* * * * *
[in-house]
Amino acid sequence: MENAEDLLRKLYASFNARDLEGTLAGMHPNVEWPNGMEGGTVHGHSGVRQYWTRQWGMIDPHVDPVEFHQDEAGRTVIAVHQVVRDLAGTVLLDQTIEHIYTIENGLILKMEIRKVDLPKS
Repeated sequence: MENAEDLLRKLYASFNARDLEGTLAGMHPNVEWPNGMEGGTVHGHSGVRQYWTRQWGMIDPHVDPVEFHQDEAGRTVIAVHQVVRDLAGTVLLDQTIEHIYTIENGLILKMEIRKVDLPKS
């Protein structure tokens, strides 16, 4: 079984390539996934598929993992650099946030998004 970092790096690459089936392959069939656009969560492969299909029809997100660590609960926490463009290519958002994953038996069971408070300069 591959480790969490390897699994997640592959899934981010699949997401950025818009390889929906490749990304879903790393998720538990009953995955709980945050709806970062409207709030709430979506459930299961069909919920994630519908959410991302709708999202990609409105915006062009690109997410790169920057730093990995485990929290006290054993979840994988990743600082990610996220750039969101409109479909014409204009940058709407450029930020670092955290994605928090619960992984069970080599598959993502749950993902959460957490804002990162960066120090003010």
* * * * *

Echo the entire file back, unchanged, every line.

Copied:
[in-house]
Amino acid sequence: MENAEDLLRKLYASFNARDLEGTLAGMHPNVEWPNGMEGGTVHGHSGVRQYWTRQWGMIDPHVDPVEFHQDEAGRTVIAVHQVVRDLAGTVLLDQTIEHIYTIENGLILKMEIRKVDLPKS
Repeated sequence: MENAEDLLRKLYASFNARDLEGTLAGMHPNVEWPNGMEGGTVHGHSGVRQYWTRQWGMIDPHVDPVEFHQDEAGRTVIAVHQVVRDLAGTVLLDQTIEHIYTIENGLILKMEIRKVDLPKS
């Protein structure tokens, strides 16, 4: 079984390539996934598929993992650099946030998004 970092790096690459089936392959069939656009969560492969299909029809997100660590609960926490463009290519958002994953038996069971408070300069 591959480790969490390897699994997640592959899934981010699949997401950025818009390889929906490749990304879903790393998720538990009953995955709980945050709806970062409207709030709430979506459930299961069909919920994630519908959410991302709708999202990609409105915006062009690109997410790169920057730093990995485990929290006290054993979840994988990743600082990610996220750039969101409109479909014409204009940058709407450029930020670092955290994605928090619960992984069970080599598959993502749950993902959460957490804002990162960066120090003010």